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Journal of Oncology
Volume 2010 (2010), Article ID 351908, 11 pages
http://dx.doi.org/10.1155/2010/351908
Review Article

Molecular Therapeutic Targets for Glioma Angiogenesis

1Department of Neurosurgery, Institute of Clinical Medicine, University of Tsukuba, Tsukuba Ibaraki 305-8575, Japan
2Regenerative Medicine/Stem Cell Biology, Institute of Basic Medical Science, University of Tsukuba, Tsukuba Ibaraki 305-8575, Japan

Received 28 October 2009; Revised 9 December 2009; Accepted 27 January 2010

Academic Editor: Arkadiusz Dudek

Copyright © 2010 Shingo Takano et al. This is an open access article distributed under the Creative Commons Attribution License, which permits unrestricted use, distribution, and reproduction in any medium, provided the original work is properly cited.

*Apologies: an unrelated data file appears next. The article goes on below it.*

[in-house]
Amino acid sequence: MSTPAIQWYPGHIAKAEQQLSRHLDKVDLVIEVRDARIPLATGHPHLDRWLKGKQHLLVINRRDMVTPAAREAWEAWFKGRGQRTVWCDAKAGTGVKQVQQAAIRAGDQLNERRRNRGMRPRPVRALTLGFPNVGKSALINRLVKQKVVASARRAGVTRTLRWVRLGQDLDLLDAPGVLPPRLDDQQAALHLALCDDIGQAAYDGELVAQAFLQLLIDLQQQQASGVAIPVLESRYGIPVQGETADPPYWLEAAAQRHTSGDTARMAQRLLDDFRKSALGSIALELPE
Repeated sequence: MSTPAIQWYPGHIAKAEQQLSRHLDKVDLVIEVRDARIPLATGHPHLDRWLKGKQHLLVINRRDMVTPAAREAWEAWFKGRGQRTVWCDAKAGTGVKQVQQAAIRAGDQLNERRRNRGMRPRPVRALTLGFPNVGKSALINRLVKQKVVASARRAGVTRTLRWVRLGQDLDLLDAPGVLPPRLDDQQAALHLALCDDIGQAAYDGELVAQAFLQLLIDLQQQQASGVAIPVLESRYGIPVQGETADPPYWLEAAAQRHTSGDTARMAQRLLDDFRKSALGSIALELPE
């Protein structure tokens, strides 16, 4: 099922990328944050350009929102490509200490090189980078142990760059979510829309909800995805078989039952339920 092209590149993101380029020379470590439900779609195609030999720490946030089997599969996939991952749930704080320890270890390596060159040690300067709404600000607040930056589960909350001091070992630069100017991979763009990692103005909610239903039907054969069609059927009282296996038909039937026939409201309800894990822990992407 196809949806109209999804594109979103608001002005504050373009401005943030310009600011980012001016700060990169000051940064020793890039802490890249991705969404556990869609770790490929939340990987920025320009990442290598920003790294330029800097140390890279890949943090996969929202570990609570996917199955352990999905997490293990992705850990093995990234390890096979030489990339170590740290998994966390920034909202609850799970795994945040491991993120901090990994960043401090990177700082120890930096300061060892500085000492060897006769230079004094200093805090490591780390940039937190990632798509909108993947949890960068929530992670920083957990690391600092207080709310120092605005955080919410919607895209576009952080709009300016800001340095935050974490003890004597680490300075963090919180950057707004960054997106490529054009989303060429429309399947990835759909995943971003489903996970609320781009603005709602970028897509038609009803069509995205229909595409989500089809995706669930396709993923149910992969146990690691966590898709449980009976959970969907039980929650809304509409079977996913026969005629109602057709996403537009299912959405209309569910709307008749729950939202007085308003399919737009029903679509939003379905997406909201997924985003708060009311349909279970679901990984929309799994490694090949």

Abstract

Due to the prominent angiogenesis that occurs in malignant glioma, antiangiogenic therapy has been attempted. There have been several molecular targets that are specific to malignant gliomas, as well as more broadly in systemic cancers. In this review, I will focus on some topics related to molecular therapeutic targets for glioma angiogenesis. First, important angiogenic factors that could be considered molecular targets are VEGF, VEGF-induced proteins on endothelial cells, tissue factor, osteopontin, š›¼ v š›½ 3 integrin, and thymidine phosphorylase as well as endogenous inhibitors, soluble Flt1, and thrombospondin 1. Second, hypoxic areas are also decreased by metronomic CPT11 treatment as well as temozolomide. Third, glioma-derived endothelial cells that are genetically and functionally distinct from normal endothelial cells should be targeted, for example, with SDF-1 and CXCR7 chemokine. Fourth, endothelial progenitor cells (EPCs) likely contribute towards glioma angiogenesis in the brain and could be useful as a drug delivery tool. Finally, blockade of delta-like 4 (Dll4) results in a nonfunctioning vasculature and could be another important target distinct from VEGF.